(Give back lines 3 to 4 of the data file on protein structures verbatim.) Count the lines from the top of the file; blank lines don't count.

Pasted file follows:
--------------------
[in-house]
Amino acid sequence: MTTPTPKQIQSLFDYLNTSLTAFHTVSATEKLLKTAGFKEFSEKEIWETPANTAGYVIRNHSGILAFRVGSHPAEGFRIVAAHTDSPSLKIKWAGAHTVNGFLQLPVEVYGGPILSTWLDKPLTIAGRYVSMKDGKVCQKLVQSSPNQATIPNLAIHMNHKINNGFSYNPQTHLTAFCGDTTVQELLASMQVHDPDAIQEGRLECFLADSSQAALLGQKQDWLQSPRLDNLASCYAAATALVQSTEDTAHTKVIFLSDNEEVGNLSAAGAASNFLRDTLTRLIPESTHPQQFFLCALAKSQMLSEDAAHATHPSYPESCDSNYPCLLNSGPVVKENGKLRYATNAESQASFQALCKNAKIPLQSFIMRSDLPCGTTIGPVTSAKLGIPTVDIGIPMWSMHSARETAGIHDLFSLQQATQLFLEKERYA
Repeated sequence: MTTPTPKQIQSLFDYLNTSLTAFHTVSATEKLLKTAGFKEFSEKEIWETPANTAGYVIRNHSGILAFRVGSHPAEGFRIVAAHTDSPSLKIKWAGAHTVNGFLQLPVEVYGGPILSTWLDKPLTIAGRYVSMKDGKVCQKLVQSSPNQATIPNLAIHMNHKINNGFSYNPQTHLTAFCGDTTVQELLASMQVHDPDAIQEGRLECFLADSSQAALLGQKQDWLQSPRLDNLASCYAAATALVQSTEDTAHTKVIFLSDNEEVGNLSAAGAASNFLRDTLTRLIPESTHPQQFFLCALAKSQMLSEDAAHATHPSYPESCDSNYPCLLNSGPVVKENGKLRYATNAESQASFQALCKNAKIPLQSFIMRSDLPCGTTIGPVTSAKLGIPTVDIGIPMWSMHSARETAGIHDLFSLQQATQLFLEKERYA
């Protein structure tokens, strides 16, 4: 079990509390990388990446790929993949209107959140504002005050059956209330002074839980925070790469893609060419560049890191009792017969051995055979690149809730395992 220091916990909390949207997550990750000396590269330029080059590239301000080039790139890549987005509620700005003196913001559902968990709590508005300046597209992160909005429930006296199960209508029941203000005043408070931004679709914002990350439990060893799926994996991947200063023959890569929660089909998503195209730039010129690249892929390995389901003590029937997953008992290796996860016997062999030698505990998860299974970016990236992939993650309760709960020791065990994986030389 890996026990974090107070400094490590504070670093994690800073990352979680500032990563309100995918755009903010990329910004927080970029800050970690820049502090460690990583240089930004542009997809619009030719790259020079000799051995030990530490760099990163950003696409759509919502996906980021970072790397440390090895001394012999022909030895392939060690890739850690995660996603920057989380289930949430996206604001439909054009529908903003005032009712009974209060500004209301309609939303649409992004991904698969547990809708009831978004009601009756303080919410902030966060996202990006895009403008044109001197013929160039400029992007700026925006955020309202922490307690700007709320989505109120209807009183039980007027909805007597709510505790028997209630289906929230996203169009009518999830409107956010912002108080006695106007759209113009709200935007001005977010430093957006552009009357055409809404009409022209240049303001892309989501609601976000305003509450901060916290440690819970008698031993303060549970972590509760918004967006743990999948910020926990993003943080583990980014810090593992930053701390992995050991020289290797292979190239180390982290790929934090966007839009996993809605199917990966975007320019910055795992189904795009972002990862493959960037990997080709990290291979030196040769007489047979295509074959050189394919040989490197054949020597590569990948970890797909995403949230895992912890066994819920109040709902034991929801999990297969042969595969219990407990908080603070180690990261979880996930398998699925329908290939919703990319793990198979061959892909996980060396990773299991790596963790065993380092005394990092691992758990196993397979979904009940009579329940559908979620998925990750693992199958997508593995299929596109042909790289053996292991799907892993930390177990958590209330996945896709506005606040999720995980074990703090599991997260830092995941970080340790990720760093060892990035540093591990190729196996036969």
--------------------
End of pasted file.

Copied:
Repeated sequence: MTTPTPKQIQSLFDYLNTSLTAFHTVSATEKLLKTAGFKEFSEKEIWETPANTAGYVIRNHSGILAFRVGSHPAEGFRIVAAHTDSPSLKIKWAGAHTVNGFLQLPVEVYGGPILSTWLDKPLTIAGRYVSMKDGKVCQKLVQSSPNQATIPNLAIHMNHKINNGFSYNPQTHLTAFCGDTTVQELLASMQVHDPDAIQEGRLECFLADSSQAALLGQKQDWLQSPRLDNLASCYAAATALVQSTEDTAHTKVIFLSDNEEVGNLSAAGAASNFLRDTLTRLIPESTHPQQFFLCALAKSQMLSEDAAHATHPSYPESCDSNYPCLLNSGPVVKENGKLRYATNAESQASFQALCKNAKIPLQSFIMRSDLPCGTTIGPVTSAKLGIPTVDIGIPMWSMHSARETAGIHDLFSLQQATQLFLEKERYA
């Protein structure tokens, strides 16, 4: 079990509390990388990446790929993949209107959140504002005050059956209330002074839980925070790469893609060419560049890191009792017969051995055979690149809730395992 220091916990909390949207997550990750000396590269330029080059590239301000080039790139890549987005509620700005003196913001559902968990709590508005300046597209992160909005429930006296199960209508029941203000005043408070931004679709914002990350439990060893799926994996991947200063023959890569929660089909998503195209730039010129690249892929390995389901003590029937997953008992290796996860016997062999030698505990998860299974970016990236992939993650309760709960020791065990994986030389 890996026990974090107070400094490590504070670093994690800073990352979680500032990563309100995918755009903010990329910004927080970029800050970690820049502090460690990583240089930004542009997809619009030719790259020079000799051995030990530490760099990163950003696409759509919502996906980021970072790397440390090895001394012999022909030895392939060690890739850690995660996603920057989380289930949430996206604001439909054009529908903003005032009712009974209060500004209301309609939303649409992004991904698969547990809708009831978004009601009756303080919410902030966060996202990006895009403008044109001197013929160039400029992007700026925006955020309202922490307690700007709320989505109120209807009183039980007027909805007597709510505790028997209630289906929230996203169009009518999830409107956010912002108080006695106007759209113009709200935007001005977010430093957006552009009357055409809404009409022209240049303001892309989501609601976000305003509450901060916290440690819970008698031993303060549970972590509760918004967006743990999948910020926990993003943080583990980014810090593992930053701390992995050991020289290797292979190239180390982290790929934090966007839009996993809605199917990966975007320019910055795992189904795009972002990862493959960037990997080709990290291979030196040769007489047979295509074959050189394919040989490197054949020597590569990948970890797909995403949230895992912890066994819920109040709902034991929801999990297969042969595969219990407990908080603070180690990261979880996930398998699925329908290939919703990319793990198979061959892909996980060396990773299991790596963790065993380092005394990092691992758990196993397979979904009940009579329940559908979620998925990750693992199958997508593995299929596109042909790289053996292991799907892993930390177990958590209330996945896709506005606040999720995980074990703090599991997260830092995941970080340790990720760093060892990035540093591990190729196996036969």